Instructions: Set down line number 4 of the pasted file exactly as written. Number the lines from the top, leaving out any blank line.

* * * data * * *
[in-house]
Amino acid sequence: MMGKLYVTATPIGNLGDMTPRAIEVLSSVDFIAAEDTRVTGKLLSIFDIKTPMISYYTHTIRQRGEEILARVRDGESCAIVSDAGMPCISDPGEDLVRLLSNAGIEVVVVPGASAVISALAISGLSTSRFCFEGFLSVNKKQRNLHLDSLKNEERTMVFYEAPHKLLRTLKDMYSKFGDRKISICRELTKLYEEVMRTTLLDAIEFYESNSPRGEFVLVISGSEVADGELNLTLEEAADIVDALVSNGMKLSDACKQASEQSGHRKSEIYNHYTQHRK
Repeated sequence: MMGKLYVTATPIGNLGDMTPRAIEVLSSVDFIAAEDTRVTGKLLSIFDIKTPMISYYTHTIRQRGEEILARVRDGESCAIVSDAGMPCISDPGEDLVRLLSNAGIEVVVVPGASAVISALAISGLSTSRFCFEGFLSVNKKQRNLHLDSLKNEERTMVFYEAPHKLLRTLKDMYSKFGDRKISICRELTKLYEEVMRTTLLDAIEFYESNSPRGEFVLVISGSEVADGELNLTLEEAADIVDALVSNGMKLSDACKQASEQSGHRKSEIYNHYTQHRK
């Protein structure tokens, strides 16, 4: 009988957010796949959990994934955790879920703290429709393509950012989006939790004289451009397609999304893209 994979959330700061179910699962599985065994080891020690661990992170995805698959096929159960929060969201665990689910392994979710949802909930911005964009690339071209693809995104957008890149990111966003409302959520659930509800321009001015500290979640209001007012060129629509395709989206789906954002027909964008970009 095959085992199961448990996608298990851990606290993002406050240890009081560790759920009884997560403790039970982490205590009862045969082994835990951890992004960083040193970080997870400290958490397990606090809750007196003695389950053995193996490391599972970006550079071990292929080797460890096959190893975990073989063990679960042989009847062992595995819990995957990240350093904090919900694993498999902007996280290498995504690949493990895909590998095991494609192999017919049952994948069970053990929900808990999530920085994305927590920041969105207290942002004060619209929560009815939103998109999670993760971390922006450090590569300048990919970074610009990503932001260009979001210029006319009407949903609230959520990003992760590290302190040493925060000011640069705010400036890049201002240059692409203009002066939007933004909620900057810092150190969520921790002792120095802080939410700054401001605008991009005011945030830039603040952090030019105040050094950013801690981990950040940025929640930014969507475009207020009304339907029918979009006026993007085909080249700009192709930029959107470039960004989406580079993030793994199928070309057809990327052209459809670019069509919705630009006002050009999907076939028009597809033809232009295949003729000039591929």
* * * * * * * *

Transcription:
């Protein structure tokens, strides 16, 4: 009988957010796949959990994934955790879920703290429709393509950012989006939790004289451009397609999304893209 994979959330700061179910699962599985065994080891020690661990992170995805698959096929159960929060969201665990689910392994979710949802909930911005964009690339071209693809995104957008890149990111966003409302959520659930509800321009001015500290979640209001007012060129629509395709989206789906954002027909964008970009 095959085992199961448990996608298990851990606290993002406050240890009081560790759920009884997560403790039970982490205590009862045969082994835990951890992004960083040193970080997870400290958490397990606090809750007196003695389950053995193996490391599972970006550079071990292929080797460890096959190893975990073989063990679960042989009847062992595995819990995957990240350093904090919900694993498999902007996280290498995504690949493990895909590998095991494609192999017919049952994948069970053990929900808990999530920085994305927590920041969105207290942002004060619209929560009815939103998109999670993760971390922006450090590569300048990919970074610009990503932001260009979001210029006319009407949903609230959520990003992760590290302190040493925060000011640069705010400036890049201002240059692409203009002066939007933004909620900057810092150190969520921790002792120095802080939410700054401001605008991009005011945030830039603040952090030019105040050094950013801690981990950040940025929640930014969507475009207020009304339907029918979009006026993007085909080249700009192709930029959107470039960004989406580079993030793994199928070309057809990327052209459809670019069509919705630009006002050009999907076939028009597809033809232009295949003729000039591929």